Two weeks ago today, Malala Yousafzai, wrapped in the shawl of Benazir Bhutto, arose from the UN Secretary General's (willingly vacated) seat to give a speech that shook the world to its core. On par with the infamous speeches made by her own stated heroes, from Mahatma Gandhi to Martin Luther King, Malala voiced with all the courage and conviction of an emerging world leader the simple, harsh truths that millions of women and girls throughout the centuries have died - and continue to die - to make heard: simply that the freedom to learn, to read and write, and in so doing become learned women, is one which remains to this day, a liberty denied to over 36 million girls.
In the two weeks that have followed since Malala Day, much has happened. From the emergence of more brave young voices such as those belonging to 11-year old Nada al-Ahdal expressing in no uncertain terms her unwillingness to be sacrificed at the alter of a child marriage and burqa-clad superheroes emerging in Pakistan, to stark reminders that one in three girls in the UK experience sexual bullying by the age of sixteen, to even the Taliban feeling compelled to write an open letter to the very girl they tried to kill - it is clear that Malala's words have struck a chord with millions around the globe.
But there is one particular struck chord that is becoming ever more evident to those of us who openly cite Malala as a symbol of universal heroine-ism: and that, unfortunately, seems to be one of derision and division. I experienced this first hand when, as a part of Making Herstory's support of A World At School's Malala Day campaign, I began asking just about everyone I knew to send in a picture-message of support to the girl fighting for every other child's right to an education.
But to my shock, instead of meeting with a sea of eager nods as I had anticipated, I was greeted with anger, suspicion and even contempt by members of the very communities I had presumed would be most proud of her, voiced in the form of such questions or statements as: "Why? There are millions of other girls like her and THEY don't all use it for publicity like she has! " or, "Ok, so we felt sorry for her when she was shot - but this is too much now!"
It would seem that despite her ordeals, or the fact that she has overcome more trials than most of us will ever experience to not only attempt, but actually succeed, in highlighting to the world the continued, unjust barriers girls face in accessing an education, the very fact that Malala continues to speak out at all is grounds enough for disapproval. Are these expressions of disdain rooted in jealousy? A deep-rooted fear of 'feminism'? Would the same passions have been roused if Malala had been a boy who, following a shooting, went on to campaign for the rights of boys' education?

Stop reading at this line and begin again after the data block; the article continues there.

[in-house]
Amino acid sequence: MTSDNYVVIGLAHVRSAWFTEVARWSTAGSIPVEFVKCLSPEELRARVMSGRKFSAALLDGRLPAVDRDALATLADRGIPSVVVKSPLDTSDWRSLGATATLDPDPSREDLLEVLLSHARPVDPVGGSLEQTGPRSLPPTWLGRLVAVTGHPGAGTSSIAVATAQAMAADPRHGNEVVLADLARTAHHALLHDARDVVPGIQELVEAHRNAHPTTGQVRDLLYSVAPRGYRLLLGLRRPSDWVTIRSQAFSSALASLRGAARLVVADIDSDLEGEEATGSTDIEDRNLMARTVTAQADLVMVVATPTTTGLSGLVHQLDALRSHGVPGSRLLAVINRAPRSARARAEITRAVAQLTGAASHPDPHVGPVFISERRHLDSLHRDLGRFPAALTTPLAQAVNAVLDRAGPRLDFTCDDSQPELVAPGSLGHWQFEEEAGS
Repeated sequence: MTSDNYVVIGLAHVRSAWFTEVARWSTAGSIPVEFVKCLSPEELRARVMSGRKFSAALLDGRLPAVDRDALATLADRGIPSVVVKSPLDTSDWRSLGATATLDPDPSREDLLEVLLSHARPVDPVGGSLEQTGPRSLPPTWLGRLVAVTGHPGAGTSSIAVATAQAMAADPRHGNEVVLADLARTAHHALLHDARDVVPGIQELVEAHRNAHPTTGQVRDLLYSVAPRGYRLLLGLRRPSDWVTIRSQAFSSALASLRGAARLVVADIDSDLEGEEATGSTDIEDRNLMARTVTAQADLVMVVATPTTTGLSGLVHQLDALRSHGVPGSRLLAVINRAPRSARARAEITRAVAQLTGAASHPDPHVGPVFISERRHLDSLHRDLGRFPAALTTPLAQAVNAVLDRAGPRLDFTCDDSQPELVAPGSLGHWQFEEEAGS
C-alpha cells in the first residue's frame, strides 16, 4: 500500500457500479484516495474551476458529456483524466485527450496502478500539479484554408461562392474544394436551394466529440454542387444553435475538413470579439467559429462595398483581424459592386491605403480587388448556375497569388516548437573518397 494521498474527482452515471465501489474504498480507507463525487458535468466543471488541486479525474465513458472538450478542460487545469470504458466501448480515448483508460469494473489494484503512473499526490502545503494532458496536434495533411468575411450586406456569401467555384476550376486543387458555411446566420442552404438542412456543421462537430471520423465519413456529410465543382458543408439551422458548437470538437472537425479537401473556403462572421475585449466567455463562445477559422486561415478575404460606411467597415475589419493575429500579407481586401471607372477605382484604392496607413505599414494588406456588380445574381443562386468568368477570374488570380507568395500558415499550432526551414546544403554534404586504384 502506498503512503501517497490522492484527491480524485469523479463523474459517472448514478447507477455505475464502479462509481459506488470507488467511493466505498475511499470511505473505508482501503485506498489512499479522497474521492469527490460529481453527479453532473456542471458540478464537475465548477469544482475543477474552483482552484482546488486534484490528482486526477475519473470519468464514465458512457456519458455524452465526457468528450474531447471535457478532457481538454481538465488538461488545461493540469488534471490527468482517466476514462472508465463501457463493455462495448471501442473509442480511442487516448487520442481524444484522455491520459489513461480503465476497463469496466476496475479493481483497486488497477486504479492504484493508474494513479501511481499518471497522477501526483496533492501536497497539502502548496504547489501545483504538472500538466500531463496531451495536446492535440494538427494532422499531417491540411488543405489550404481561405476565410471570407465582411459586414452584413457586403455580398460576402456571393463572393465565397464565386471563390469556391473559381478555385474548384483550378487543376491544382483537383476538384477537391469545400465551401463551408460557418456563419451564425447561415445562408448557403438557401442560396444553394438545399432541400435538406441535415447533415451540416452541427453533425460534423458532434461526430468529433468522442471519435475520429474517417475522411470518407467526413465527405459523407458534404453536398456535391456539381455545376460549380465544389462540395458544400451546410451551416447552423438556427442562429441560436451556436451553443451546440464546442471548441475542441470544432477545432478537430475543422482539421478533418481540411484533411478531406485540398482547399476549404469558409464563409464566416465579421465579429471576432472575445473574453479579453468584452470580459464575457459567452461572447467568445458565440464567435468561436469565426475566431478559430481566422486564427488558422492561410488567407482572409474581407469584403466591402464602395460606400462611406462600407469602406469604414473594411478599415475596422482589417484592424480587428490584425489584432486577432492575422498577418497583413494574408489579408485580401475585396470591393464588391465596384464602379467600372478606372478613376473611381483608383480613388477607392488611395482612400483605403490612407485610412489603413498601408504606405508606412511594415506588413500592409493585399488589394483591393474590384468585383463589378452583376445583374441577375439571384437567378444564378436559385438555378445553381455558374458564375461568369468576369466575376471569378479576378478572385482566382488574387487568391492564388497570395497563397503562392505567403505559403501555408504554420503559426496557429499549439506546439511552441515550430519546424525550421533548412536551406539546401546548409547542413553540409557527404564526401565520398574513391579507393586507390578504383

For my part, watching her speak via live transmission at the Southbank Centre in the company of Sarah Brown and PlanUK's Youth Advisory Board, I knew - like so many of those sitting around me - that I was listening to the words of an unabashed, unashamed, un-fraught feminist: for whether or not Malala defines herself as such, this is what she has come to represent for so many of us who work in the field of women's rights. Crystallising for me what "feminism" means in its most distilled, purest and simplest form (ie fighting for the equal rights of all women and girls), Malala's words heralded a further legacy residual to that of her stated aim of tackling what Gordon Brown so aptly termed, a global "education emergency". That other legacy being to signal a new turning point in the history of feminism which would begin by putting an end to the incessant questions of identity and suspicions that for too long now, have plagued this four-syllable word: a word women have spent decades trying to define, decades trying to move away from, and now, for those of us brave enough to do so, reclaim. Polluted by the muddy residues of over-analysis and endless mis-association to loosened bras, looser morals, Godlessness and over-muscular she-males trying to rid the world of men and their rights, feminism seems to have reached a stale-mate state of self-sabotage governed by a currency of un/ apologetic self-defence (depending upon who you are). In short, for too many, feminism has come to form a dirty spat-out word - a stain from which activists must too often either free themselves or defend to the hilt against those willing to use it as an accusatory bullet to wound any person daring to sport it proudly.
By declaring it time for women to "stand up for their rights...be independent and fight for themselves", Malala cut 'feminism' loose from the mire of its own self-inflicted knots and doubts, severed pre-conceptions and stereotypes of what a feminist "looks" like, and - if the continuing 'Malala Effect' stories are anything to go by - reminded us all why the concept, and consequently the word, came into existence in the first place.
In an age when we are still fighting for every girl's fundamental right to an education, to freedom of choice, and safety from sexual / gender-based violence, and where women and girls are being trafficked, prostituted, raped, abused and killed every single hour of every single day in every single country of the world, Malala continues to force us all (even those who see fit to dismiss and scorn her actions) to sit up, take note, and listen to why it is a 16-year-old girl in the 21st-century is still crying out for every girl's basic human rights to be not just recognised but made a reality.
This - to my eyes - is back-to-basics-feminism in action - and it couldn't have come soon enough.